For many, the words “professional development” conjure up memories of sitting in a human resources office, watching a series of awkward training videos and then taking a mandatory quiz. The TED Distribution Team realized: it doesn’t need to be this way. Earlier this year, they started to think about how companies could use TED Talks to get people thinking about their professional lives.
The team is now rolling out TED Ideas in Business, a collection of 25+ playlists curated around big topics in the professional world, like effective leadership, career development, the future of work, and good decision-making. The playlists range from “The Psychology of Success” to “Democratizing Innovation” to “Invasion of the Cyber-Workers.” Each list contains talks that can help crystallize goals, start…
Right now humans are more advanced than we’ve ever been technologically
We are also vastly unequal when it comes to sharing the resources of life and opportunity
Despite money and success people are more socially isolated than ever before, especially in the western world
There are dangerous changes in the environment brought on by careless over-development
And yet, this is not the picture of reality that’s presented in media and in every day encounters. We live as if our positions are fixed, natural. Our actions only serve to sedate our fears. Deep inside us is the awareness that nothing is stable, and that we could all be in another’s shoes.There’s a handful of billionaires and tyrants with the kind of stability that offers true peace of mind. And they have it because the vast majority of the world doesn’t. The first step to confront and change this reality is by admitting it.
It seems hopeless to look out and admit that everything you have could be taken away by one fell swoop of a teetering economy. New perspectives are daunting but isn’t that reason enough to risk it for something better? Take two or three steps back from your individual standpoint to look at the bigger picture. Think about consequences and the social reality we live in.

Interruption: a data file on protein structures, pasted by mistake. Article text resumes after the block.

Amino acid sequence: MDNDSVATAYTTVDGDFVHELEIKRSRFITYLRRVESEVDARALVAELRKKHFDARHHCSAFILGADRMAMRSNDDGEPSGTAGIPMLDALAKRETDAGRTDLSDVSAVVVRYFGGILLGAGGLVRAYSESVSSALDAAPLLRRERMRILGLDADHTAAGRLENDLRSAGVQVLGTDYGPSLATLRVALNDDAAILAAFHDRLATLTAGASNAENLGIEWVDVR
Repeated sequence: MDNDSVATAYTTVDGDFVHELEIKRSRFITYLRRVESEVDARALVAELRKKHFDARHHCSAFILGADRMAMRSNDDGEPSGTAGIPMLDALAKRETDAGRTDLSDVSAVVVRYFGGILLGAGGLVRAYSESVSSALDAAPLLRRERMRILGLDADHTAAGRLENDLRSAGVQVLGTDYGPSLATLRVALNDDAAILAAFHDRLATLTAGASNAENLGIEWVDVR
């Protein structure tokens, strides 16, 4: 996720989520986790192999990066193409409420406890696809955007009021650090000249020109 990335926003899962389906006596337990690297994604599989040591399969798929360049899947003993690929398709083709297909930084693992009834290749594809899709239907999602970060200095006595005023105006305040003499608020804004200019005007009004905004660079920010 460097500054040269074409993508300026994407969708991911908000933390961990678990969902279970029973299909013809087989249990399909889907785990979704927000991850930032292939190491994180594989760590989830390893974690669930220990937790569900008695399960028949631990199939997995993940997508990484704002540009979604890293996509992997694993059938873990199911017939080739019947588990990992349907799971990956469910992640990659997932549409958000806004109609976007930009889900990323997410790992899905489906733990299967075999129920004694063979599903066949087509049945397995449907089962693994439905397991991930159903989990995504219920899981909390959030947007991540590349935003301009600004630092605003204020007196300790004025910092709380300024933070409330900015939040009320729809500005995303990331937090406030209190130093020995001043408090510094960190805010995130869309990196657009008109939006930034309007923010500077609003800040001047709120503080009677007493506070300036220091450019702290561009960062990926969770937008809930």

I write to face reality. My words will free the world.
Since the sun was out today, I rode my bike somewhat aimlessly through BedStuy. There was just enough shine to warm you up. I biked down Lewis, back up Marcus Garvey, to Fulton St., then back down Marcy all the way to Flatbush and back.
Nostrand Ave is a fucking wreck but Bedford Ave, one block up, has brand new smooth bike lanes to match the sparkly new shops. Every corner I turned there was either trash mixed with the melting snow, or those cute chalkboards in front of cafes with cute people looking very cosmopolitan in the windows. I came to the crossroads that gentrification in BedStuy is like a bike ride on a sunny day in February:
white women walking on the same side of the street as some project buildings
project buildings right across from single family condos
white fathers pushing their strollers past loitering black guys
white teens, casually walking past forgotten and boarded up buildings
These situations draw me in because I know if the races were reversed in any of them the sunny day is all of a sudden…muggy. Here is your reverse racism; I’ve colored the conquistadors as white again. Have I? Or have we all assumed? What if my bike notes looked like this:
Black women walking down Lexington avenue
Single family condos built in between a detention center and an empty lot
children, coming from brunch with their parents
nannies picking up their kids from daycare
Black teens, casually walking anywhere
Did you racialize who belongs in these spaces?
It’s okay, we’re all socialized to accept some things as natural and others as signs of trouble. White flight happens the same way as gentrification. A few right moves into the wrong neighborhood, until a critical mass is reached. At gentrification’s Critical Mass property values increase, followed by rents. Boutiques, specialty wine shops and high priced real estate offices become the norm.